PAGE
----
- Riches to Rags (fall)
- Oedipus (fall then rise then fall)
- Icarus (rise then fall)
Jennings has clearly drawn upon the Greek tradition here. One of the most influential stories in Western literature is the Greek story of Icarus and Daedalus.
Giffen’s glue = the wax, a symbol of hubris.
A lot of the time, flight = freedom. Not just freedom from specific circumstances in the plot but also freedom from more general burdens. In a slightly religious sense, flying = freeing of the spirit. The notion that the disembodied soul is capable of flight is deeply embedded in the Christian tradition and probably many others. But for the ancient Greeks and Romans this concept was problematic: the souls of blessed and damned alike were meant to go to an underground realm. The belief in a celestial heaven leads much of later Western culture, who think of a soul as light and travelling upwards.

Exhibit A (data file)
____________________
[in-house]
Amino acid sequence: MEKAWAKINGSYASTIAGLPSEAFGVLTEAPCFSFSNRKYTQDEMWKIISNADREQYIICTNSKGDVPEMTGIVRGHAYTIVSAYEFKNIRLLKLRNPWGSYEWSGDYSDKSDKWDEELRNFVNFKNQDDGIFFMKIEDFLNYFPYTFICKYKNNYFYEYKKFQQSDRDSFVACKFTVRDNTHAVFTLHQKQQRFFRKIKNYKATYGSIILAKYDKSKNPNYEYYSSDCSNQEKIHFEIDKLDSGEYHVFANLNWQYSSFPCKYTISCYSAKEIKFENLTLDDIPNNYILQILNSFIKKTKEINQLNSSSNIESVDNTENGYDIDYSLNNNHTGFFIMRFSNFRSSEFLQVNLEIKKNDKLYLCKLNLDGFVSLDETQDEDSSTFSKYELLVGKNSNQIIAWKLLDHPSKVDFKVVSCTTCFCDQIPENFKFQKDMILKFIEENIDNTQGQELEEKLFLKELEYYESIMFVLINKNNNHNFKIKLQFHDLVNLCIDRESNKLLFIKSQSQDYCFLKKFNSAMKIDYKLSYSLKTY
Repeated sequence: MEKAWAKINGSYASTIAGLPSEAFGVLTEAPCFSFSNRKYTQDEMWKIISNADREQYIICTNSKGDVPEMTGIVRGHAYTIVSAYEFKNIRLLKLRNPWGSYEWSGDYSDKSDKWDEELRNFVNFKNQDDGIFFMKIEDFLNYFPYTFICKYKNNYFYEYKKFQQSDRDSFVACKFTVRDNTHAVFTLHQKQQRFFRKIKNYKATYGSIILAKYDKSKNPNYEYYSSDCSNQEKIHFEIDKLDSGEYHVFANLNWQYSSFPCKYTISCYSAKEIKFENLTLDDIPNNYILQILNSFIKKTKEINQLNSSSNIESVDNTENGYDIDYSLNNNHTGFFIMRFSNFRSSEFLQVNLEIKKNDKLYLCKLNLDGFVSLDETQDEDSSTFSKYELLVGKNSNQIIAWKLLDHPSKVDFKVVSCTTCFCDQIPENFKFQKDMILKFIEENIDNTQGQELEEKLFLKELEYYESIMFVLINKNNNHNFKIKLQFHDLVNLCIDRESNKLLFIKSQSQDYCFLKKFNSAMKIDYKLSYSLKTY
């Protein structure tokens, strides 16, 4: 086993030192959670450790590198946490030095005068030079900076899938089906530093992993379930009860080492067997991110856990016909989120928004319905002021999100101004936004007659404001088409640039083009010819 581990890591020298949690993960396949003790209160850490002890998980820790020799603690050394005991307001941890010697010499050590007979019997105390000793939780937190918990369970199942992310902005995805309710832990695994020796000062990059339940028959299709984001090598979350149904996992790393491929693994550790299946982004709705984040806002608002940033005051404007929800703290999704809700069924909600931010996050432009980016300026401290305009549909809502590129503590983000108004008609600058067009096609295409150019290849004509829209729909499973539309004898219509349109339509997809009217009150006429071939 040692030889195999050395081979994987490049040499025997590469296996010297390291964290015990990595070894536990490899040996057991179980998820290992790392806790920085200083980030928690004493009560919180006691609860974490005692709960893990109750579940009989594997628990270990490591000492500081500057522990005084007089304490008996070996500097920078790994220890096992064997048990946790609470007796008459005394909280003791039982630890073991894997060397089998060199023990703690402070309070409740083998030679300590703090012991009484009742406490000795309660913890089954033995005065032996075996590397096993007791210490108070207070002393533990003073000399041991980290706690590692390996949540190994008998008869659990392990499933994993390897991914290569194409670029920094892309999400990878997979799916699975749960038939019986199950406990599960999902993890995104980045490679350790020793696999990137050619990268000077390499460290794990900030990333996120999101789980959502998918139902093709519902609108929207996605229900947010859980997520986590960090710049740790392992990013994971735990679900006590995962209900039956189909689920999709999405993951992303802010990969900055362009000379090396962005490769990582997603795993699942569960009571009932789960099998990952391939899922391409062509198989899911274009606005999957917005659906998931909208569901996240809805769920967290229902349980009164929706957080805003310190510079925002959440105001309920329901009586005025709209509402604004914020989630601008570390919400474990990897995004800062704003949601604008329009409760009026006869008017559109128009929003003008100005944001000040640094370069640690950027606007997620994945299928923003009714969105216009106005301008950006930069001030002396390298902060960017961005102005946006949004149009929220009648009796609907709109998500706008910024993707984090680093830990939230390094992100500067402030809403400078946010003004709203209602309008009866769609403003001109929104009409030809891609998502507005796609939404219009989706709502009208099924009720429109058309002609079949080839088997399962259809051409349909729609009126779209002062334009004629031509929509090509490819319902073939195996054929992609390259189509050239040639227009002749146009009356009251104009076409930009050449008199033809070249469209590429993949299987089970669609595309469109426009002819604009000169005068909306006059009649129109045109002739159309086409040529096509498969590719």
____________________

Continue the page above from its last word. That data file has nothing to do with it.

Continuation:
But as in all symbols, the ability to fly can also be symbolic of ‘failure to fly’, or failure to take advantage of one’s freedom.
If anyone flies or falls for too long, Icarus and his imaginary cousins are probably being invoked.
There are plenty of stories about flying whose flights — like Icarus — are interrupted prematurely.
For more on this see The Symbolism of Flight In Children’s Literature.
These much earlier stories in the Icarus tradition were written in highly spiritual times and the endings include an element of rebirth. (Gravity starring Sandra Bullock is a clear example of that. Testament of Youth is another.)